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I'm not unsympathetic to this point of view, but I don't think you realize that there's an internal inconsistency in your argument: you say that you should be able to do whatever you want, "as long as I don't harm others." This, in itself, is a rule, and a damn big one. In fact, you could argue that it forms the basis for a large portion of our legal system.

The question is, do I (or anyone else) really trust you, a person I've never met, to decide which of your activities are risky to others and which are not? I mean, you say you should be able to do meth. OK, but can you drive while you're under its effects? Maybe you think you're a super great driver, and maybe under meth's influence you'd think you're an even better driver. Should you then be allowed to get on the road and collide with my car? According to the criterion you set out above, probably not.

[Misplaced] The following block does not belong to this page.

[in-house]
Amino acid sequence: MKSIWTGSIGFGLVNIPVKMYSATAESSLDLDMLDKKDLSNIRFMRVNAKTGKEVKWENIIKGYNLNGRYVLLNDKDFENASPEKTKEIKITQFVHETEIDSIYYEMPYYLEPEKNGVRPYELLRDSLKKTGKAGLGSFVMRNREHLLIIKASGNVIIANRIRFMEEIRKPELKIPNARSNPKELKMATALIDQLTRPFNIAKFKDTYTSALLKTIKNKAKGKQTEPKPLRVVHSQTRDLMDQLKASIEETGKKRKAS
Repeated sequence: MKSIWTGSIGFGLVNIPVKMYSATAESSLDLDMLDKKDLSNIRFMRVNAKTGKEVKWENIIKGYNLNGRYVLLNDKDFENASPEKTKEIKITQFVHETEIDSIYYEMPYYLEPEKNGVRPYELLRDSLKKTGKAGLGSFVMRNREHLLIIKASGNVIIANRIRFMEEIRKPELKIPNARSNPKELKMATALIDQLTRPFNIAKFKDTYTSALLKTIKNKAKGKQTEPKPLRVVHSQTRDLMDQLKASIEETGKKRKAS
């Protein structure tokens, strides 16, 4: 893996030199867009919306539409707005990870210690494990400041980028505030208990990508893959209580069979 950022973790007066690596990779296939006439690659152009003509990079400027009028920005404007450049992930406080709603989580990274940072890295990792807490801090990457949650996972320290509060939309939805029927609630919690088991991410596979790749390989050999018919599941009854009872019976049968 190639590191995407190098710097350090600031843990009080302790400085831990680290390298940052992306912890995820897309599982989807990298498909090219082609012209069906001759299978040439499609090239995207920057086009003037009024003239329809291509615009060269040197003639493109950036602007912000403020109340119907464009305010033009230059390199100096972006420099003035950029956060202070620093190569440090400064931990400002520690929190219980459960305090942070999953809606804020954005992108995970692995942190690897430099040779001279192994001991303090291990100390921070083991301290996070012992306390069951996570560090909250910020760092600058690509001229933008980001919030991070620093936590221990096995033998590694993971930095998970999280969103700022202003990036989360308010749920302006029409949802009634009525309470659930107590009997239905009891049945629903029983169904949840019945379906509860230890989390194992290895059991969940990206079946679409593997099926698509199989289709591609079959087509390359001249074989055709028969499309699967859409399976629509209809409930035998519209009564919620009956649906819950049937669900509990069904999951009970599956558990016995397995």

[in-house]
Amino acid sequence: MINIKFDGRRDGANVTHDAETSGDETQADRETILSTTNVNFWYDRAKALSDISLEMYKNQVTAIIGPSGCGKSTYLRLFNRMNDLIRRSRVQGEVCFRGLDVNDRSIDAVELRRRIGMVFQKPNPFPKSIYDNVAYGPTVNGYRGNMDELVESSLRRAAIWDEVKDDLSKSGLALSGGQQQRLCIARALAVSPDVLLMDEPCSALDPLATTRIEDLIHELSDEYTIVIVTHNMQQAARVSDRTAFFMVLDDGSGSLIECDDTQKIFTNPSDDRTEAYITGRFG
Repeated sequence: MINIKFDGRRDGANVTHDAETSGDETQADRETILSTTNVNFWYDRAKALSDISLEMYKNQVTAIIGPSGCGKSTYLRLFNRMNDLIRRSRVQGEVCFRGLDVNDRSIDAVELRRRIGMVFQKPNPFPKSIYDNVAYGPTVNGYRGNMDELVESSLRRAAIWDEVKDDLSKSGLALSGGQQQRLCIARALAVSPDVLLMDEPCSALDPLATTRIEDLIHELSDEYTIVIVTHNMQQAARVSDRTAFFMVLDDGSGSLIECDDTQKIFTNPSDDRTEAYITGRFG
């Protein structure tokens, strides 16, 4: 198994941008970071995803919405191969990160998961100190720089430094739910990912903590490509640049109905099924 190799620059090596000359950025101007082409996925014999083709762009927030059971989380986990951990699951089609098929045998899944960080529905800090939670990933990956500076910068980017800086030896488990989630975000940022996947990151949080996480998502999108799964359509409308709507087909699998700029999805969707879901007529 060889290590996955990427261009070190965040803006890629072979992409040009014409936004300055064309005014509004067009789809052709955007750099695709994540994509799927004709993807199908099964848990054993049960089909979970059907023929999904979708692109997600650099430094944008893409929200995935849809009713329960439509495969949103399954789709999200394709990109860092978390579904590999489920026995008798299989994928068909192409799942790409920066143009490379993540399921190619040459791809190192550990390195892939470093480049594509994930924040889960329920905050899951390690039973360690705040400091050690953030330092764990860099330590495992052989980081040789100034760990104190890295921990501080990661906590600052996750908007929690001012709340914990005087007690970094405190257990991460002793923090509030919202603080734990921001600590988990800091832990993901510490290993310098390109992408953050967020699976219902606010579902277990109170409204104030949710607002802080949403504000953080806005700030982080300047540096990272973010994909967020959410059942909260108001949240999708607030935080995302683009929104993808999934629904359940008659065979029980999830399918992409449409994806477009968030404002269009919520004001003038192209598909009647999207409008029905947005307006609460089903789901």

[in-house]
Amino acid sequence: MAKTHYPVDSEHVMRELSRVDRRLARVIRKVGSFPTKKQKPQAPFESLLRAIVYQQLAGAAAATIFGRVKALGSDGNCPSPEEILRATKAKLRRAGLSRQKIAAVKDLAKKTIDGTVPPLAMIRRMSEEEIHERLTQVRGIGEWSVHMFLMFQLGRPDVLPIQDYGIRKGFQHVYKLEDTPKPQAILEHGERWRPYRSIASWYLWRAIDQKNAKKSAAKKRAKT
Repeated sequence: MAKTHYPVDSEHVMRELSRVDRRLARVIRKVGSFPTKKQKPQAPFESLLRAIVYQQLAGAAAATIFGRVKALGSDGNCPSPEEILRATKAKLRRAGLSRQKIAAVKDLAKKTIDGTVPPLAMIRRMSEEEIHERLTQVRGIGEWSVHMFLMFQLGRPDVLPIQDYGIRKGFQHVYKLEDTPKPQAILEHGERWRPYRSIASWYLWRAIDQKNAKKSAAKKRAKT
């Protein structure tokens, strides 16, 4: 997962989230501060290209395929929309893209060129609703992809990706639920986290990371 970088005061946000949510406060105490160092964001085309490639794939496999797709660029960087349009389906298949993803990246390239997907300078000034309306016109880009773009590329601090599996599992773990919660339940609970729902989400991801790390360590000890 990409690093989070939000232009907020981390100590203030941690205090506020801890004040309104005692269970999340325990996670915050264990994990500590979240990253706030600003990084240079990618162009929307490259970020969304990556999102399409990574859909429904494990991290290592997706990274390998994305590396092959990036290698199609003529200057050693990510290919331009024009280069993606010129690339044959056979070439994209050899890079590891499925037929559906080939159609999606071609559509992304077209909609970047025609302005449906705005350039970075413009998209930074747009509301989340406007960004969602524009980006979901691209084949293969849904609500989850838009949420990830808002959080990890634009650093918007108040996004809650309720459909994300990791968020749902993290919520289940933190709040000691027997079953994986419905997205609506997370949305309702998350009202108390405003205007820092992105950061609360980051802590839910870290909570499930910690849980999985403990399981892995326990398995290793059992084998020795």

Of course, do we really trust our government to decide which things we can make judgments about and which things we can't? It is between these two extremes that human society tends to oscillate, in my opinion. I doubt it's a problem that has a discrete solution, so I guess we just have to live with it.

BTW, you may enjoy On Liberty, which expounds the Utilitarian philosophy of John Stuart Mill. Beats the hell out of Sally Jesse Raphael.

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